A member of one of France’s far-right political parties is trying to launch a consultation which will create a blueprint for a legal definition of natural wines.
In a proposal submitted to the National Assembly earlier this month, Marie Franche-Lorho — a member of far-right French party Ligue du Sud — said there is “a historic French will” to produce and maintain a certain standard for wines “produced via healthy methods that respect the vineyards and the earth.”
Natural, organic and low-intervention wines have grown in popularity in recent years, but producers and critics warn that natural wines suffer from a negative reputation because of a lack of regulation. Critics such as US-born Robert Parker have gone as far as calling natural wines, which are traditionally made with organically grapes and without sulphites, an “undefined scam“.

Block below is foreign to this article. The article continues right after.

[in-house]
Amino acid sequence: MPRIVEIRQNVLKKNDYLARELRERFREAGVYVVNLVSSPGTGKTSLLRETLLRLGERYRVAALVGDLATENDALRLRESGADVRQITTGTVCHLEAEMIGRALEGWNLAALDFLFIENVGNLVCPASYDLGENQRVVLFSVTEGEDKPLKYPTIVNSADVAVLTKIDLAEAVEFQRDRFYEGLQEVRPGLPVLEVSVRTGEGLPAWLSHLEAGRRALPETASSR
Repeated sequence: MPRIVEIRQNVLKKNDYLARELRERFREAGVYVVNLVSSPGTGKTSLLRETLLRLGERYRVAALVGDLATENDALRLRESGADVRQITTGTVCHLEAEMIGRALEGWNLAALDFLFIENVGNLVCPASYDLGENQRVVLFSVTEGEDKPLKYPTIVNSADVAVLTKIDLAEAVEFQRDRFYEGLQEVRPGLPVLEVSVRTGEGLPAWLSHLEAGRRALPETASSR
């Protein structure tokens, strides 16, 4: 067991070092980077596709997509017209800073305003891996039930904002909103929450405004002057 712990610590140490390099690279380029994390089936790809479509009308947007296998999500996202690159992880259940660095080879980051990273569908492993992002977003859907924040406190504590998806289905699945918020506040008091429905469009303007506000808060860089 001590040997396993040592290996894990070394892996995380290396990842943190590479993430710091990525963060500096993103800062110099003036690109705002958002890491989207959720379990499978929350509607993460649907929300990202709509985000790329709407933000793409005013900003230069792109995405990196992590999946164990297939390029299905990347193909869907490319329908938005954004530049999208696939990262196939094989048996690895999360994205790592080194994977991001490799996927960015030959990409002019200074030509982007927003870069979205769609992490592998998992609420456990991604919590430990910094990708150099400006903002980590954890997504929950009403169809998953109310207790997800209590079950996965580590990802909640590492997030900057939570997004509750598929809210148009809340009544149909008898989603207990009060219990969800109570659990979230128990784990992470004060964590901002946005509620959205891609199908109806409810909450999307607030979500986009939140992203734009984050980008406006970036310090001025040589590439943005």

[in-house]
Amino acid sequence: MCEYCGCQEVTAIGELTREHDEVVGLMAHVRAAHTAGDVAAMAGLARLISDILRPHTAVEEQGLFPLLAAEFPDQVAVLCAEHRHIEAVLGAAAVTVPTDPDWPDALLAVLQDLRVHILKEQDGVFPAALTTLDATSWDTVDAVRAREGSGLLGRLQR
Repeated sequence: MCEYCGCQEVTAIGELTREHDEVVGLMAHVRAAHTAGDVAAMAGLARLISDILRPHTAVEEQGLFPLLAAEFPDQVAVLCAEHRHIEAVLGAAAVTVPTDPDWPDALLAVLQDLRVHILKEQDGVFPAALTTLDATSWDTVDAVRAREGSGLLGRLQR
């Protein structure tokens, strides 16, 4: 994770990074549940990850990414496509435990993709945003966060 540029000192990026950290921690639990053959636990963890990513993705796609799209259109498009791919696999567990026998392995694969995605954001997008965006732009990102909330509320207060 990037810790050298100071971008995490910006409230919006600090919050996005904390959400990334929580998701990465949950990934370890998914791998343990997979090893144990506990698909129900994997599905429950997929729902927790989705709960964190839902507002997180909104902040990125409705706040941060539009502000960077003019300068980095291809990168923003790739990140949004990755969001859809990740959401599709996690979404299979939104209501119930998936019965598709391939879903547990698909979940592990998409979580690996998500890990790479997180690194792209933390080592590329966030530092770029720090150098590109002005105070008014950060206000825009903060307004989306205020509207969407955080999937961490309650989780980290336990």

“The definitions are multiple,” Franche-Lorho’s statement said “which does not protect the 500 French winemakers considered as natural producers.”
Her proposal outlines a number of criteria producers may need to meet to be able to call their wines “natural” on labels. These range from manual harvesting and using indigenous yeasts, to restricting the use of sulphites at different ranges for red and white wines, as well as an “organic or biodynamic culture in the vineyard.”
The document draws on regulations already implemented by France’s Natural Wines Association (AVN)
The right-wing politician cited the 1907 Anti-Chaptalisation Act — which restricted prodocers’ ability to add sugar to wine grapes to increase alcohol content — as a precedent for French winemakers’ desire to “defend natural wines.”
If the motion is approved, a 30-strong committee will be tasked with creating a legal definition for the category.
Natural wine, it said, should differ from organic wines as the category “extends its “natural” ambition to the entire production process: during planting, tillage, care of the vines, harvesting, vinification, ageing and bottling.”